Following Migrants’ Transfers between Paris, New York, and Dakar: The Impact of Social Remittances on Corruption
Ilka Vari-Lavoisier, Ecole Normale Supérieure and Princeton University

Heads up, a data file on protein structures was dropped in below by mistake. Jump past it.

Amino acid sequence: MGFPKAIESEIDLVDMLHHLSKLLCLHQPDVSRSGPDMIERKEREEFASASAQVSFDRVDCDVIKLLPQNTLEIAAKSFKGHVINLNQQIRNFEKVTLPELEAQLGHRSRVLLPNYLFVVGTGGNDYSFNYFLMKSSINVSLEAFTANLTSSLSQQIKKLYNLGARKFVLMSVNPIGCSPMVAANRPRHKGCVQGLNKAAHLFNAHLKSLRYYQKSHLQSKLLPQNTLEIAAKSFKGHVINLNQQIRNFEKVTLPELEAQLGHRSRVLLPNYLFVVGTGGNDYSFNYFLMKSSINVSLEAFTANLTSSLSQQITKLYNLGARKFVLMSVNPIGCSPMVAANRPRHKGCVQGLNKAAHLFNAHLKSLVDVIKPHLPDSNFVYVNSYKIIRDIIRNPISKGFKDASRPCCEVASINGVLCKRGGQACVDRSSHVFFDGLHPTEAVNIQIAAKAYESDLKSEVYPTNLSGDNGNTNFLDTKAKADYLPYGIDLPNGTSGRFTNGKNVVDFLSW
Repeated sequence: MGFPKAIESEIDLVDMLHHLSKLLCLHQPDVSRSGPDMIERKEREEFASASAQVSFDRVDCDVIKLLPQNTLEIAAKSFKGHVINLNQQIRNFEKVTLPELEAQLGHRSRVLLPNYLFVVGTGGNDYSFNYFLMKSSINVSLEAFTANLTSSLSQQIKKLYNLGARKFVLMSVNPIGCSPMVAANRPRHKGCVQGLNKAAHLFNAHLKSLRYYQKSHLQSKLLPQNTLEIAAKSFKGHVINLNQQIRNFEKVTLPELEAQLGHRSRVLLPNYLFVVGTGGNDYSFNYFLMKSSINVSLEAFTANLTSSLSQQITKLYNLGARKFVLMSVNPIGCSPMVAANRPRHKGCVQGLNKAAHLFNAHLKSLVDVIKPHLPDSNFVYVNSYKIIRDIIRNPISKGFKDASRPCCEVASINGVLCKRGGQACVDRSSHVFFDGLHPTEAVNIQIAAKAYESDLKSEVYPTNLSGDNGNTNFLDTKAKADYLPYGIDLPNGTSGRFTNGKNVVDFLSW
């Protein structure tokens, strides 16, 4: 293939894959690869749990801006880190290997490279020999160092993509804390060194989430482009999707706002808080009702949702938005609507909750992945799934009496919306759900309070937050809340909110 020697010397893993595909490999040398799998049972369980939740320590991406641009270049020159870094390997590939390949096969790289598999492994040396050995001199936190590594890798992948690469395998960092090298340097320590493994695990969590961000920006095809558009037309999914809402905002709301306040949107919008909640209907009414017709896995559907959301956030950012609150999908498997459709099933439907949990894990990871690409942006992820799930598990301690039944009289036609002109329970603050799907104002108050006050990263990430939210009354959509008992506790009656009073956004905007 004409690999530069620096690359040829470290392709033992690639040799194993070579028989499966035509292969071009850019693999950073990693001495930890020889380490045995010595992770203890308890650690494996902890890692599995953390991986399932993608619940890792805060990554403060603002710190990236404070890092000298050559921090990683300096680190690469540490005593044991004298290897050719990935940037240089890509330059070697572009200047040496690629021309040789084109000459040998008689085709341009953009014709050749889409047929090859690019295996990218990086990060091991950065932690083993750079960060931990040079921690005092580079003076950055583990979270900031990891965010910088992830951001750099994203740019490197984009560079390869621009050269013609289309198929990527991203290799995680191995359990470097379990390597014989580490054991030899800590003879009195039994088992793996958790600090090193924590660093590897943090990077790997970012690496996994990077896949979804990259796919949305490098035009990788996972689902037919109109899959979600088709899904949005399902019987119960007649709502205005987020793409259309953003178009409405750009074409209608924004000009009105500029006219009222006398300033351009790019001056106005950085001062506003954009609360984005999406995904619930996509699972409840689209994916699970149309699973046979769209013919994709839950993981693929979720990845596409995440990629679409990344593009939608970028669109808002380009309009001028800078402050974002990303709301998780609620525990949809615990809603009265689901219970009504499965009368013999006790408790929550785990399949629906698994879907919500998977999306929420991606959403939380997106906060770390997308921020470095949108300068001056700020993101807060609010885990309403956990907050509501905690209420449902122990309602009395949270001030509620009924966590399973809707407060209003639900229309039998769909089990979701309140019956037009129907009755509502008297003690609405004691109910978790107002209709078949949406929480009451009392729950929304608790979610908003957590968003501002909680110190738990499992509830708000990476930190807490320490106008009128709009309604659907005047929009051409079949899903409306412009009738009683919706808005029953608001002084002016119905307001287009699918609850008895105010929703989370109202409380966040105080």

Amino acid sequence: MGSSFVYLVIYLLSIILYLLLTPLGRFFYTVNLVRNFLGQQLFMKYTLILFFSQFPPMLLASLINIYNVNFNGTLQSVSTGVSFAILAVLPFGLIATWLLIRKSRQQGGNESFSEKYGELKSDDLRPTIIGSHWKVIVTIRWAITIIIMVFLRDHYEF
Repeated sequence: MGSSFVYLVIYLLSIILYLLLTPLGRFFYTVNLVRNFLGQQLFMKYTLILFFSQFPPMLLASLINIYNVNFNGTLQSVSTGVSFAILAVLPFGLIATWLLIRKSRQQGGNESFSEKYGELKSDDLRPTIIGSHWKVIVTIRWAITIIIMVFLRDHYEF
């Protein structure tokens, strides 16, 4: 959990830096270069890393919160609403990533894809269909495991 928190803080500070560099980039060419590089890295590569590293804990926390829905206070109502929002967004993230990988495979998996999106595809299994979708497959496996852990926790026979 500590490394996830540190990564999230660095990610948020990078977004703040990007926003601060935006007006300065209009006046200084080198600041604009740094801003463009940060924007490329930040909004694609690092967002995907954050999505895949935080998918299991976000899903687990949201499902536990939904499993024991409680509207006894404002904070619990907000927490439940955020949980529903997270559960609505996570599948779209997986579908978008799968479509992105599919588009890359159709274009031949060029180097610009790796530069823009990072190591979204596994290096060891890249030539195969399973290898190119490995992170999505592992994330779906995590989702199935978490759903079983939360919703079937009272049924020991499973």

The scholarship on international migrations focuses on flows of people, flows of monies and, more recently, flows of ideas. The concept of “social remittances”, coined by Peggy Levitt (1998, 2001) emphasizes how ideas and practices travel along migratory paths. If this perspective gained an increased traction in the literature (Kapur 2014 ; Tabar 2014), this line of research remains disconnected from the body of evidence on financial remittances. Drawing upon theoretical approach to economic sociology, this paper builds a bridge between the scholarship on social remittances, on the one hand, and on financial remittances, on the other hand. Two transnational data sets (collected in France, in the United States, and in Senegal) are combined to propose a structural model (SEM). The findings emphasize (1) the extent to which financial and non financial transfers interrelate; as well as (2) how such flows reflect and affect social hierarchies.